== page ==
The night before last I read one of Georges Simenon's Maigret novels, The Head of a Man, and then started Diary of a Provincial Lady. I'd previously read Simenon's Three Bedrooms in Manhattan (an NYRB classic), but never one of his detective mysteries. (They are a bit like Dashiell Hammett's books, only set in Paris). Simenon, who once said that "writing is not a profession but a vocation of unhappiness," had that amazing ability to convey a great deal with the least number of words. (There is a really enjoyable piece on Simenon in the recent edition of Bookforum with lots more about the man and his copious writings.)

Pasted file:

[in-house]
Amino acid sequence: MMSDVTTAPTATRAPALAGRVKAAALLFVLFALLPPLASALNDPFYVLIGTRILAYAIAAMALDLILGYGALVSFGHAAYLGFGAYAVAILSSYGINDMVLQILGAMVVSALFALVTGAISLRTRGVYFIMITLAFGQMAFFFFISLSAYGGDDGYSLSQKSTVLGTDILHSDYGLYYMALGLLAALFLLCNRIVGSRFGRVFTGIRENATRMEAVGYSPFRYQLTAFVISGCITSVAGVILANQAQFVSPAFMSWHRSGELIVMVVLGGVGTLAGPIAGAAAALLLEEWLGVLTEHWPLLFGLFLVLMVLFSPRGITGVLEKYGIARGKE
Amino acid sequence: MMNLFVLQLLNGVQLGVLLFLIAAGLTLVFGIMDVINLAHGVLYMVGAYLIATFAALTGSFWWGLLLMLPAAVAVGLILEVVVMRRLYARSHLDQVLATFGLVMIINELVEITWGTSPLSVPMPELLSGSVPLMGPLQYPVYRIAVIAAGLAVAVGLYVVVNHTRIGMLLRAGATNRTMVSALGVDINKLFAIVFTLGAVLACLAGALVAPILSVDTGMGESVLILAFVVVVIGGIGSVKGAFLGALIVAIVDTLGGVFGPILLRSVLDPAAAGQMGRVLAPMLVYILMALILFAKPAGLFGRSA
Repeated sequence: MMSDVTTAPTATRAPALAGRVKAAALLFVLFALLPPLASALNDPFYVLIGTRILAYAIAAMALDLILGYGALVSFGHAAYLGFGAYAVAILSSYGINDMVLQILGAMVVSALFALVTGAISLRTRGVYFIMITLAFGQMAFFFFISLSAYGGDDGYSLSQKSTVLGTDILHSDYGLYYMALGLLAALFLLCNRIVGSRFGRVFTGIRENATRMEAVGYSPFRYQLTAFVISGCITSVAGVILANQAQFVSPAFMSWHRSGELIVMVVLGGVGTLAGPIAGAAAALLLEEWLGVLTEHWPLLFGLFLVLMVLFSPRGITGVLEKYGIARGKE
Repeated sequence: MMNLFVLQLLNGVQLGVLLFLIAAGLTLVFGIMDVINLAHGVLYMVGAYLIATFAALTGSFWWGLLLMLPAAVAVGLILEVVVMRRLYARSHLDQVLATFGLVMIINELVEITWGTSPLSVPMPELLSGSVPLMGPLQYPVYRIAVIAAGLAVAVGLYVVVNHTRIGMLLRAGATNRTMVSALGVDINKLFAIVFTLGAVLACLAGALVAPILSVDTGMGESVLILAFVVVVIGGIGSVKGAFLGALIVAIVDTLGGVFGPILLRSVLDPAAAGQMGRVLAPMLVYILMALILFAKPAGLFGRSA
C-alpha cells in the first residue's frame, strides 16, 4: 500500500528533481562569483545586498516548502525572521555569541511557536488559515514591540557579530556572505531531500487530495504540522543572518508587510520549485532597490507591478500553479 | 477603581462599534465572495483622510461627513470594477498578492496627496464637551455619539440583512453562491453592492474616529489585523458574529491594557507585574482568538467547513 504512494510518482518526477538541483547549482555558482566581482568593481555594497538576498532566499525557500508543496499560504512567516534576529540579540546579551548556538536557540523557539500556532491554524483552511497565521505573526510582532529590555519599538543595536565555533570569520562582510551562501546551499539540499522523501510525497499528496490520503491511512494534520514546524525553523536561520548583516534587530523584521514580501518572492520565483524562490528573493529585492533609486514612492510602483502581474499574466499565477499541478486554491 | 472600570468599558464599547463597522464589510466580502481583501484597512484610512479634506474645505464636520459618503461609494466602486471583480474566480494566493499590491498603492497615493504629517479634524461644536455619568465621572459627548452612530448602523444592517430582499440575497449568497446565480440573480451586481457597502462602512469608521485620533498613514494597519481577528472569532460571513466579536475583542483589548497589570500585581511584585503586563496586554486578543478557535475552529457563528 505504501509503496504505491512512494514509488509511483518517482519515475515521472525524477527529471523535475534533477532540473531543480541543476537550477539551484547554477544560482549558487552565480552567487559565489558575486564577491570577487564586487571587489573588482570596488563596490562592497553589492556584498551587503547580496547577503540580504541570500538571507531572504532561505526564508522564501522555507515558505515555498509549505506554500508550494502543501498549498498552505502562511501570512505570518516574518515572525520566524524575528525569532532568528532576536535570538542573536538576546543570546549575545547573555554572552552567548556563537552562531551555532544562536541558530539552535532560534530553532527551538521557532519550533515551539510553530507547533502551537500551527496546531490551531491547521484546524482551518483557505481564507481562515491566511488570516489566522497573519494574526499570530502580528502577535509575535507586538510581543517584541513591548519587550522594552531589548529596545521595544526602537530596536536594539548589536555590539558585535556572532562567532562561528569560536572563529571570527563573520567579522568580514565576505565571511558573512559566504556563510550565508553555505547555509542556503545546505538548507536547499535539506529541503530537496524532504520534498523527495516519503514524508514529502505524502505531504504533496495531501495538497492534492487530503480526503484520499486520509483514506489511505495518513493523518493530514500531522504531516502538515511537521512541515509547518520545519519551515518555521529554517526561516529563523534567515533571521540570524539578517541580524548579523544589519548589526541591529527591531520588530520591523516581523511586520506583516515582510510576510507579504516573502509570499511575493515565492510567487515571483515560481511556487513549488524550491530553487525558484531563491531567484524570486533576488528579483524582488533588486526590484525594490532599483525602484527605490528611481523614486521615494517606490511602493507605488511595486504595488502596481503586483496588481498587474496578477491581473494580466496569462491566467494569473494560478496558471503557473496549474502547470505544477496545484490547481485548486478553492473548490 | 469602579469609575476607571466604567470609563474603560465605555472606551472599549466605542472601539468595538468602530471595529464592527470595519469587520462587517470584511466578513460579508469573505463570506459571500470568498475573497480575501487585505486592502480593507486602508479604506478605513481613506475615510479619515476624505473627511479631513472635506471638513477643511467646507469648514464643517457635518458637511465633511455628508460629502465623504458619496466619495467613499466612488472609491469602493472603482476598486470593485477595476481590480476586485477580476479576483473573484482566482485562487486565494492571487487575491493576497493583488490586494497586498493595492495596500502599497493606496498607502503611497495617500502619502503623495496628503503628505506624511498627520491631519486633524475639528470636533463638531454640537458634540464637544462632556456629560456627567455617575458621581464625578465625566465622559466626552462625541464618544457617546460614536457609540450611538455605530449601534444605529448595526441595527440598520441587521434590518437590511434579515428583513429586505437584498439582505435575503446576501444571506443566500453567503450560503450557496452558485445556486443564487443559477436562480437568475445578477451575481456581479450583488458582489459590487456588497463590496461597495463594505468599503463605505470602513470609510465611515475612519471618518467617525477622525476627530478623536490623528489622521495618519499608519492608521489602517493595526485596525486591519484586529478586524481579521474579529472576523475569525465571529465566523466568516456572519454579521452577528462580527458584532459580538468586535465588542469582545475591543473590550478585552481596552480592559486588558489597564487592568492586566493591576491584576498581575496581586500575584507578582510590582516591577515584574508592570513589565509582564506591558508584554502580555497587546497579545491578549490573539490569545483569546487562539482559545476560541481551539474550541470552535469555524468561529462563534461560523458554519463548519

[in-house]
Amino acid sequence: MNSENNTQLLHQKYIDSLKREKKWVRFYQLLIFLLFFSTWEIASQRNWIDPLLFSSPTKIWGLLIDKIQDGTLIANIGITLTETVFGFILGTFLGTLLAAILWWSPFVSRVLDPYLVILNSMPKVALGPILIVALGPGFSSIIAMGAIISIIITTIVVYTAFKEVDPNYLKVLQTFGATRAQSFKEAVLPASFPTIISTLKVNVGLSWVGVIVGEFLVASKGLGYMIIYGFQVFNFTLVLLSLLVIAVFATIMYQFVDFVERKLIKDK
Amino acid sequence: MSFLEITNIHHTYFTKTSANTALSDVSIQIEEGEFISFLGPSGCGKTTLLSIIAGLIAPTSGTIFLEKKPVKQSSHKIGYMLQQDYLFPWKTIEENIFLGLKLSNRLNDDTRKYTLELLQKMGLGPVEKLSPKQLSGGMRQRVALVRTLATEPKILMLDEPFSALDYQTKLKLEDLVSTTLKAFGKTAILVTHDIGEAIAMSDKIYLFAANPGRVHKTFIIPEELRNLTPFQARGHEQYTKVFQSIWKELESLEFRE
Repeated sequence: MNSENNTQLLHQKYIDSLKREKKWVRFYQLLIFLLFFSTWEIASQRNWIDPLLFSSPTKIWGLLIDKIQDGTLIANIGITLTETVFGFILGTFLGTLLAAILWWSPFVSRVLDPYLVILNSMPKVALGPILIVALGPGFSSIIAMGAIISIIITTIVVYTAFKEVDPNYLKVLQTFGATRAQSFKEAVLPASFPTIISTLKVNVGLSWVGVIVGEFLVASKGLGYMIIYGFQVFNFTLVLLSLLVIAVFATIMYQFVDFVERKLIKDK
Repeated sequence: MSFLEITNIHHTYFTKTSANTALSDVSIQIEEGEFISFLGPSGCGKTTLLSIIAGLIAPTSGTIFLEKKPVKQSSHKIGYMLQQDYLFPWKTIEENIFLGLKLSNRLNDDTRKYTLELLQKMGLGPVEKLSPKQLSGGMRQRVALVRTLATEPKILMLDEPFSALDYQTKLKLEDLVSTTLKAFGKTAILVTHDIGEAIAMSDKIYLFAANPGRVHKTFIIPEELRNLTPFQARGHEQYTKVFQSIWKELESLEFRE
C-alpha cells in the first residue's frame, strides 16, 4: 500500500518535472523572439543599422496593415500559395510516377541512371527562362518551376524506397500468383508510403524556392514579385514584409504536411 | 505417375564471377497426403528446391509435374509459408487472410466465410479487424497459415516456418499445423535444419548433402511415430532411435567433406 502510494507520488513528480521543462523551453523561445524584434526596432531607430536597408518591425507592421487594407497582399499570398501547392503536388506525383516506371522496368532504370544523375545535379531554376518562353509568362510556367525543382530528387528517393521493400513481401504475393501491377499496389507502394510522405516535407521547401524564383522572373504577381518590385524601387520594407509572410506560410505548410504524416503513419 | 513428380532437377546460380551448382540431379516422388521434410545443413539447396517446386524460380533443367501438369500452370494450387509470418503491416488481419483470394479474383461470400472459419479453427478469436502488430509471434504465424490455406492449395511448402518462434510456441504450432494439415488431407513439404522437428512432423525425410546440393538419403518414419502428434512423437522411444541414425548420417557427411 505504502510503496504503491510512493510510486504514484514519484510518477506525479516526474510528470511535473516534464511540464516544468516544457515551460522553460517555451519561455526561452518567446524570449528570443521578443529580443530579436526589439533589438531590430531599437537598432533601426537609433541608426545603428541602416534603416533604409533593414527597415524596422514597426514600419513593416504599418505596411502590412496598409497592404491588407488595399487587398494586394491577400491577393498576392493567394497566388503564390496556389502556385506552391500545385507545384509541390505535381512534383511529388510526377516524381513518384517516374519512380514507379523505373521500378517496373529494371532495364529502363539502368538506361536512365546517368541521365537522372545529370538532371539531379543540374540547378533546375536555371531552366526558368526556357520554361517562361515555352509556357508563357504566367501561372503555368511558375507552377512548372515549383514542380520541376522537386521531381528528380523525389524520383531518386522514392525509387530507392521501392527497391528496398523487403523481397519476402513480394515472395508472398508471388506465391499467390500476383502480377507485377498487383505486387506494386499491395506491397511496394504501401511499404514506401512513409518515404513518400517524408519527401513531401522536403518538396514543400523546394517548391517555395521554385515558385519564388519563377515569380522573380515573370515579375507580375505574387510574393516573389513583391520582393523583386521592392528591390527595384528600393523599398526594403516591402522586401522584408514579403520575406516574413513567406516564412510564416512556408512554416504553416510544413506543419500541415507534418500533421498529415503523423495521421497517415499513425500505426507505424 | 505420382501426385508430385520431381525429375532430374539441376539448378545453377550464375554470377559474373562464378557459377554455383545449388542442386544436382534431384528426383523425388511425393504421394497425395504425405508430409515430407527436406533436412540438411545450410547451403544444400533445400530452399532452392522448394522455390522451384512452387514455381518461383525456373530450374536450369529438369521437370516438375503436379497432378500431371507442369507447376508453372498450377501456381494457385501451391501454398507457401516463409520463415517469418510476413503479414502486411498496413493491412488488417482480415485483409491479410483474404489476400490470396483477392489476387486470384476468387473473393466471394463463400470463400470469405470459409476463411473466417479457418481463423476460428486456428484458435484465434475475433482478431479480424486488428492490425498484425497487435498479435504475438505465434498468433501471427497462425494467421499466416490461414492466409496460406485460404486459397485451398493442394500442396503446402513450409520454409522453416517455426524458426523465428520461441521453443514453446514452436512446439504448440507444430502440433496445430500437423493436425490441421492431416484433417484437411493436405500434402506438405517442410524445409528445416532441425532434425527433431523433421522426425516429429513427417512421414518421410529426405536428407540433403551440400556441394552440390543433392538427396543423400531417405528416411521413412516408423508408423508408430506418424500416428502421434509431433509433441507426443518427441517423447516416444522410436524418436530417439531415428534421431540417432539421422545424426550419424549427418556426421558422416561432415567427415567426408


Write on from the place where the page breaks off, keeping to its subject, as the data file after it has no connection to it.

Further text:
Diary of a Provincial Lady is a sweetly clever work set between the two world wars. The main character, the narrator of the diary, lives in the country with her husband, children, nanny, and servants where she tries to make the most of the boring routine of her days and her less-than-attentive husband. Something of a bohemian in her younger days, she feels out of touch with the fashionable intelligentsia and laments that she has more trouble discussing the latest popular book (Orlando) after she's read it than before. Some anecdotes on the author by her daughter here. Bloggers stuck in a rut would do well to keep a copy of Diary close at hand for proof positive that even the most dreary subjects can prove entertaining with the right tone.